• It is always a good idea to add additional email addresses to your profile (they remain private unless you want them to be shown) just in case you lose access to the email address that you first registered with. 

Data management


ORCID records hold non-sensitive information such as name, email, organization and research activities. ORCID understands the fundamental need for individuals to control how their data are shared, and provides tools to manage data privacy.

The information in your ORCID profile -- positions held, articles published, grants received, email addresses, organizations affiliated with -- is non-sensitive and available from other public sources. ORCID users can set certain information to "private," including their iDs.  However, there are good reasons for you, your program, and for the University to share at least some of your profile information with a trusted party.

Adding your intellectual production to your ORCID iD

You can add all of your publications, works and activities to your ORCID record to create a comprehensive listing in one place, including outputs like datasets, peer review activities and more and thus, reduce repetitive data entry.  Once you have created your ORCID account you can add your works to your record. 

  • Publications (journal articles, books, reports, dissertations, newspaper articles, websites, working papers etc.)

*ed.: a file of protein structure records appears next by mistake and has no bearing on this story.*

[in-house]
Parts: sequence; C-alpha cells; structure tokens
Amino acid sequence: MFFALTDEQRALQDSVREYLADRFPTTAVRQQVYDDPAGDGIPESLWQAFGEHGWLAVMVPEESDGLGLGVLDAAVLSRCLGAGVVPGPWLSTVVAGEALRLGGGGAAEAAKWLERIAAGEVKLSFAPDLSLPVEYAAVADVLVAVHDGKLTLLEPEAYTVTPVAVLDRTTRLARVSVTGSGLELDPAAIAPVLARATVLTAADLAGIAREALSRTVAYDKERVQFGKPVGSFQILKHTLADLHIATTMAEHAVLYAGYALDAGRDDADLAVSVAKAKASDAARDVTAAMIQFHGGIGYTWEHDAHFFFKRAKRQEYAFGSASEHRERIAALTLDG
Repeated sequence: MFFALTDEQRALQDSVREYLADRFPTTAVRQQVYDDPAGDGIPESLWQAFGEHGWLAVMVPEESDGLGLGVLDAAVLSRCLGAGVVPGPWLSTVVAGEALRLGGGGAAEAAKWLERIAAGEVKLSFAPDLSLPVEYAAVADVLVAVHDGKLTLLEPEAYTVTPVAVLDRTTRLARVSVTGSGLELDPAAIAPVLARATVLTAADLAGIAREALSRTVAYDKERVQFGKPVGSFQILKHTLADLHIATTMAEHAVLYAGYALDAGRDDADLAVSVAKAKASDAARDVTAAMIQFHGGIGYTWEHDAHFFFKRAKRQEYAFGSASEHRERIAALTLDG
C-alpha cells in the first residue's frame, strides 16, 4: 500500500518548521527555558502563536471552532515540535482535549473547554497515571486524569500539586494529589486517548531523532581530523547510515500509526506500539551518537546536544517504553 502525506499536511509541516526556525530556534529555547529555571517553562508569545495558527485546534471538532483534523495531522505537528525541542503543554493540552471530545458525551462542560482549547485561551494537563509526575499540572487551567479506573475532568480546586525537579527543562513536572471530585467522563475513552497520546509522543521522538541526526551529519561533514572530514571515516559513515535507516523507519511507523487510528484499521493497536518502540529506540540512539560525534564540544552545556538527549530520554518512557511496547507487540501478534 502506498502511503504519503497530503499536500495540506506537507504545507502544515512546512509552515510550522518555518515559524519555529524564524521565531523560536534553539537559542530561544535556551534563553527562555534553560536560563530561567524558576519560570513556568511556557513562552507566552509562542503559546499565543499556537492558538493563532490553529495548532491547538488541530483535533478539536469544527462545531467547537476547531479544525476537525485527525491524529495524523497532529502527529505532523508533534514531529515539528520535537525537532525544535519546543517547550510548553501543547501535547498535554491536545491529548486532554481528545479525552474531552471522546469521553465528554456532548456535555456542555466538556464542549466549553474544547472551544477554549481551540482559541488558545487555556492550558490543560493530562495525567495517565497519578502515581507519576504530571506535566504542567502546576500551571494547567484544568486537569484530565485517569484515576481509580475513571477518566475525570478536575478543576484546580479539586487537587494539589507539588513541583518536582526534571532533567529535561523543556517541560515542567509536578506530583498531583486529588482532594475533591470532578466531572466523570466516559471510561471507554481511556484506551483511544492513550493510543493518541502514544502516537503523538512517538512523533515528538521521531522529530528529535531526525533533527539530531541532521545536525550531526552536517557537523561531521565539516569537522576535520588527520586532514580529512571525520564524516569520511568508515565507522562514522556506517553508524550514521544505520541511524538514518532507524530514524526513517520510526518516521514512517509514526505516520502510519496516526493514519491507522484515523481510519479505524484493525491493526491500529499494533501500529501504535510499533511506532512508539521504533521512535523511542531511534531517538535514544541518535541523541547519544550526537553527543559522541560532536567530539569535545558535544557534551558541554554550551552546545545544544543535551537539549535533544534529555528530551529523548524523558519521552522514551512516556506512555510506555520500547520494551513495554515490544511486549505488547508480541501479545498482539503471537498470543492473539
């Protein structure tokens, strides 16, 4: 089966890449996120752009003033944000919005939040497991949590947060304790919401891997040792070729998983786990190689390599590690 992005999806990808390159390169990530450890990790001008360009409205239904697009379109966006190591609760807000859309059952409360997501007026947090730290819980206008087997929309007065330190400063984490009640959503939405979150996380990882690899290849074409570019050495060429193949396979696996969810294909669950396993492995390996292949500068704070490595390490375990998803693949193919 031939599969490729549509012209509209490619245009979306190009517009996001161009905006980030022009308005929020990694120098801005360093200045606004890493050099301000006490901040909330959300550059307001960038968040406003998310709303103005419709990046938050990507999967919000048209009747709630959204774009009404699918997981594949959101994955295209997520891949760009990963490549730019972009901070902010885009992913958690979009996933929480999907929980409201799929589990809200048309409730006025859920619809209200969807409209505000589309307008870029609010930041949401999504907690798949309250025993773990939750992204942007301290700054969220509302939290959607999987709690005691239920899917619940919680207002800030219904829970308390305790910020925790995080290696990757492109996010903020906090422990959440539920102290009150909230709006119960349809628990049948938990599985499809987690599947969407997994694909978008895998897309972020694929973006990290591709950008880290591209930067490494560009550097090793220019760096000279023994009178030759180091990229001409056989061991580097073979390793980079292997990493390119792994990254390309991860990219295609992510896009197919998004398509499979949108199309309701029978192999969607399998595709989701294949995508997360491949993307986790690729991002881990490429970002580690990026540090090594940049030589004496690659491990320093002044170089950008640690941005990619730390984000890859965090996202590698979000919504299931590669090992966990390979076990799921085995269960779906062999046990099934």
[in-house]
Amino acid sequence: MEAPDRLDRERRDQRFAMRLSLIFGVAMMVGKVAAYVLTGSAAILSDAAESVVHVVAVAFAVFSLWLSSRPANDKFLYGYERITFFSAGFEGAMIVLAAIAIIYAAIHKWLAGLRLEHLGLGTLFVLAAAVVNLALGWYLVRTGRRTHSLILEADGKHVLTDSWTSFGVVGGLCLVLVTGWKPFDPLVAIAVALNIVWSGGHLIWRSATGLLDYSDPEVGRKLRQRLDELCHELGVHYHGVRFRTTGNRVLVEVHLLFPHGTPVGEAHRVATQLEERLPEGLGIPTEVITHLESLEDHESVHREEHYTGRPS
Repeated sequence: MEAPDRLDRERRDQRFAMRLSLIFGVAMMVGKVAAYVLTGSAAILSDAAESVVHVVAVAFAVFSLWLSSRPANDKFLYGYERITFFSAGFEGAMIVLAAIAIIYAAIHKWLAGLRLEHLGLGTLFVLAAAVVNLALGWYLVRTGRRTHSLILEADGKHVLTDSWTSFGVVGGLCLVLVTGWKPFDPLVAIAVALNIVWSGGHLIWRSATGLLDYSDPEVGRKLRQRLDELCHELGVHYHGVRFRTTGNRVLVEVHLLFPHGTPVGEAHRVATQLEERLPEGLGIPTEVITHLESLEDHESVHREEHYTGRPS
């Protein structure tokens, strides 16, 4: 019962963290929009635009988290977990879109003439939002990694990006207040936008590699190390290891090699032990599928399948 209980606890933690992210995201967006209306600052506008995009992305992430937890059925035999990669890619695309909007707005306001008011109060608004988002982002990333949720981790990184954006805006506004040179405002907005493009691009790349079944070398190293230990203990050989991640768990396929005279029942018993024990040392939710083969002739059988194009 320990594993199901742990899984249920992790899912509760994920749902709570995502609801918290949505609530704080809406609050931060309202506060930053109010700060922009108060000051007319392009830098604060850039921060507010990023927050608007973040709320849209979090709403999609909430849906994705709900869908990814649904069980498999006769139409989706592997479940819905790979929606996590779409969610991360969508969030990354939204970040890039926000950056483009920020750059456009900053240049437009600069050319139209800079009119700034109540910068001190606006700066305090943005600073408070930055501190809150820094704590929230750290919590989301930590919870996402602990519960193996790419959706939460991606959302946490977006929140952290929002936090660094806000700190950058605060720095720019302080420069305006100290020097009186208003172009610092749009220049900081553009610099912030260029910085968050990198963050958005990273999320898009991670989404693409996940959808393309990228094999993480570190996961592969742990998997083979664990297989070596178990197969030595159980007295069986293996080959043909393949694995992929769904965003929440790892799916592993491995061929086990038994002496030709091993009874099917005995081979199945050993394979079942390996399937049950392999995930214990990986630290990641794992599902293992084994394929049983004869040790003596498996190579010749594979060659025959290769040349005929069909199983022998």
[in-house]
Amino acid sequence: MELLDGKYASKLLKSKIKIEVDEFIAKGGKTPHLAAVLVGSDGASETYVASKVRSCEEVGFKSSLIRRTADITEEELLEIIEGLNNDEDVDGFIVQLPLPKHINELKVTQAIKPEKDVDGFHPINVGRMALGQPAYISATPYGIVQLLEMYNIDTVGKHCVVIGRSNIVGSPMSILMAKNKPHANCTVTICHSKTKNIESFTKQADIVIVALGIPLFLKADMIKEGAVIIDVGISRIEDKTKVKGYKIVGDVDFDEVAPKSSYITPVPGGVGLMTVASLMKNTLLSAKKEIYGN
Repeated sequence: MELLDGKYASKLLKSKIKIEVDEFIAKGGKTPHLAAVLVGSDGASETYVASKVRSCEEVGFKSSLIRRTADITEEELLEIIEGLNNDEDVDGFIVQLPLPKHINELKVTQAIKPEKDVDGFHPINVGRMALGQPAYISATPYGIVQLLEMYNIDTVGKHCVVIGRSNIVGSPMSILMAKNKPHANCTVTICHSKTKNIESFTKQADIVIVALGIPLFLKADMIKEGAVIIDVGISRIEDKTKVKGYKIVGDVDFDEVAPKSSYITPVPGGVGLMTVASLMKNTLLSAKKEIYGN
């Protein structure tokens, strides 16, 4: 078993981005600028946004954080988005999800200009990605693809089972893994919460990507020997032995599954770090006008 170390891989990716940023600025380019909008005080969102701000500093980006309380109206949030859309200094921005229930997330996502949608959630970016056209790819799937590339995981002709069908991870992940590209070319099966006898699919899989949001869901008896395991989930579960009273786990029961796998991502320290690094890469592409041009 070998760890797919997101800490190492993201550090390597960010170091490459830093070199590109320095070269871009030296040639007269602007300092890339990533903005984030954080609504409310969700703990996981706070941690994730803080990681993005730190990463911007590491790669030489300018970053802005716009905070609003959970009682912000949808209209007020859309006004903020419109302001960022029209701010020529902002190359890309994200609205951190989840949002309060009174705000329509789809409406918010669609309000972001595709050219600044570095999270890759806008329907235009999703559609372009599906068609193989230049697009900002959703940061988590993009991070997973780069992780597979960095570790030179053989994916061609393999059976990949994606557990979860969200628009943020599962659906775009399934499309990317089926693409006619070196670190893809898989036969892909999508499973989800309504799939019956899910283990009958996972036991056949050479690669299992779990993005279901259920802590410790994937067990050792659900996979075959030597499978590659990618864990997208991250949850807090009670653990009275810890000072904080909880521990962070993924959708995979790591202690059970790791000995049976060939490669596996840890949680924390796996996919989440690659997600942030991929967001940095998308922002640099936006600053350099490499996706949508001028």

• Conference materials (paper, abstract, poster)
  • Intellectual property (patents, licenses, registered copyrights)
  • Other materials (datasets, speeches, technical standards, artistic performances etc.)

Publications, datasets, and other materials can often be imported by using ORCID import wizards. By using your name or existing IDs your publications will be pulled in from the respective databases. Inputs and outputs can also be added via BibTeX and / or manually.​

*Hint! By importing from a database, the record in your profile is more likely to be correct and may have a DOI link and a link to the record in the appropriate bibliographic database. The source of the record is also shown and the record can be expanded to show the full citation.

Adding your research funding to your ORCID

If you have received research awards from funding organizations, you can add these to your ORCID profile.  ORCID is collaborating with CrossRef (the organization that is the digital hub for metadata for millions of scholarly documents) to use the FundRef Registry to support their funding interface. CrossRef's FundRef Registry is a controlled taxonomy of more than 5500 global government and private funding organizations that provides a standard way to report funding sources for published scholarly research to funders, institutions, researchers, and the public.